The trans person and I were two of those people, but had been assigned a gender at birth, and visually appeared enough like that supposedly true gender to "pass" as it.
Most of my learning about transgenderism was not very sophisticated or filled with wisdom. Not surpisingly, it also was not introduced to me by trans people. This meant I had a skewed to messed up view of what transgenderism was or is. What I've learned from my conversation partner, and other trans people, was that it isn't one thing, but it isn't everything either. It's a cluster of experiences that meet or clash with social expectations, just as being gay is.
As I understand transgenderism now, it is the lived experience of not belonging to oneself or the status quo in a profoundly significant way. It is the sense of something being really off about one's experience of self, and what the world tells you you are, with regard to gender.
Now of course this is true for many people, especially women raised as girls. As noted, some of the women in my family figured out how to work around the expectations and demands, to create social space where they could be more or less themselves, to the degree any oppressed people can be themselves.
But I have come to see that there is a difference, a genuine, felt difference between women raised as girls who feel like they don't belong to patriarchy, or don't wish to satisfy the ridiculous demands of heteropatriarchy, and socially named girls and boys who are transgendered. The matter of intersexuality has still not "come out of the closet" as far as I can tell. And that's due entirely to the oppressive gender system which says "you are either this, or you are that, and you can't be anything else." Trans people, gender variant people, and intersex people are living proof that hierarchical gender dualism is a political idea, not a natural truth.
Where things got confusing for me was when media started portraying transgendered people as "people who want to be the other sex". Studies showed lots of African American girls knew white girls were valued more, and much has been written about how oppressed people try and assimilate into the oppressor class. I, for one, didn't want to be "the other sex"; I wanted the falsehood of that two-gender hierarchy exposed at the roots, challenged through organised radical activism, so that the violence that inheres in it could end, and people could be freer to be themselves.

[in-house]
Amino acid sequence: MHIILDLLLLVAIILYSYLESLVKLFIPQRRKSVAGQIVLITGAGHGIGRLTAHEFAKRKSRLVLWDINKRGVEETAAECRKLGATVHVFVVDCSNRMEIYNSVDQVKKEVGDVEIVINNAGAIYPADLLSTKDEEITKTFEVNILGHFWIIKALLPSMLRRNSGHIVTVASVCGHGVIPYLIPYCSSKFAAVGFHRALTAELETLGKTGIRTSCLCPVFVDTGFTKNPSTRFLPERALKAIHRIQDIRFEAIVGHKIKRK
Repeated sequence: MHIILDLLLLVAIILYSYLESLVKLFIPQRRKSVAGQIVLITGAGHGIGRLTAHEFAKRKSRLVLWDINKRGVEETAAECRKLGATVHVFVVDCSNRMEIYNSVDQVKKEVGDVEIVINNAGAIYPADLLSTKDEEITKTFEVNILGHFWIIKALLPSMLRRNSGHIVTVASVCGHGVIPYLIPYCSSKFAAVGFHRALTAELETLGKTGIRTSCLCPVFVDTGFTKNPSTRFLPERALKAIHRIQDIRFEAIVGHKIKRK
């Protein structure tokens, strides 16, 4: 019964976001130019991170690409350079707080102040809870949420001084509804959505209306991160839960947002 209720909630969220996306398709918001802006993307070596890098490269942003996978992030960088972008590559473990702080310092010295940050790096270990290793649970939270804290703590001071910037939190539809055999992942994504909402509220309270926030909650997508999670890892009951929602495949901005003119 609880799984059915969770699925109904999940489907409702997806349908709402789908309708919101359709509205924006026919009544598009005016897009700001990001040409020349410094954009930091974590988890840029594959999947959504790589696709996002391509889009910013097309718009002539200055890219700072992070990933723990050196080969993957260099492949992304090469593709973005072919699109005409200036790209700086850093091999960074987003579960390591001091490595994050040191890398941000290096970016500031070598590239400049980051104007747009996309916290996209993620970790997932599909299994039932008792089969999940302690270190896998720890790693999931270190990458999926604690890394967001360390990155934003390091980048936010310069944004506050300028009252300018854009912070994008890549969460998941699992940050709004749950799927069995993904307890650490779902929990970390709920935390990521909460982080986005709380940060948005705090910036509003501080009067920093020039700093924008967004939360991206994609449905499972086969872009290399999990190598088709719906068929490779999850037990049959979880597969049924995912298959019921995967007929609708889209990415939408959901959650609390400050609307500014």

When I mistakenly learned that transgendered folks want to be the other sex, this notion too reinforced rather than challenged the basic premise of their being only two sexes. The transgender people I know want to be themselves, whether that fits one of two gender categories or not.
Feminism encouraged women to love their bodies however they were shaped, however big or small, however tall or short. ALL women's bodies are beautiful was a message I got from feminism in the 1980s. Let no man or men tell women which ones are beautiful and which are not. And fuck the focus on beauty anyway.
White men, throughout history, could be fat or thin, ugly or attractive, big or small, and still be categorised as "men"; they could still have social status, standing, position, privilege, and prestige. They could be a CEO or principal or dean at a school. Men of varying sizes and shapes, and with many different physical features could be and were president of the U.S. Almost all of them white. But they had to be men. When and if socially and politically powerful and influential people are women, they are seen as being masculinised by wanting to do what only white men have given other white men permission to do. To simply run for president means Hillary Clinton is, somehow, more man-like than if she were perfectly content being an apolitical, soft-spoken First Lady. And God forbid if Michelle Obama says anything deemed "out of line": this both masculinises her and effeminises her husband. Never in the social world does a man "being more like a woman" mean he has a superior status, greater privileges, and a more dominant social position.
Since I am not transgender, the internal personal project (and external political battle) of striving to make my physical, social, sexual, and psychic selves find some form of harmony or unity is not my primary struggle. I cannot make my sexuality fit with society's. That's true. I cannot find representation of myself in media. That's true. My politics, my values, my core beliefs about justice and the world are not reflected back to me by the status quo or the visible social order. My politics, values, and core beliefs, instead, are stigmatised as worthless, stupid, insane, ridiculous, and man-hating, just because I don't worship the heterosexual cock over everything else.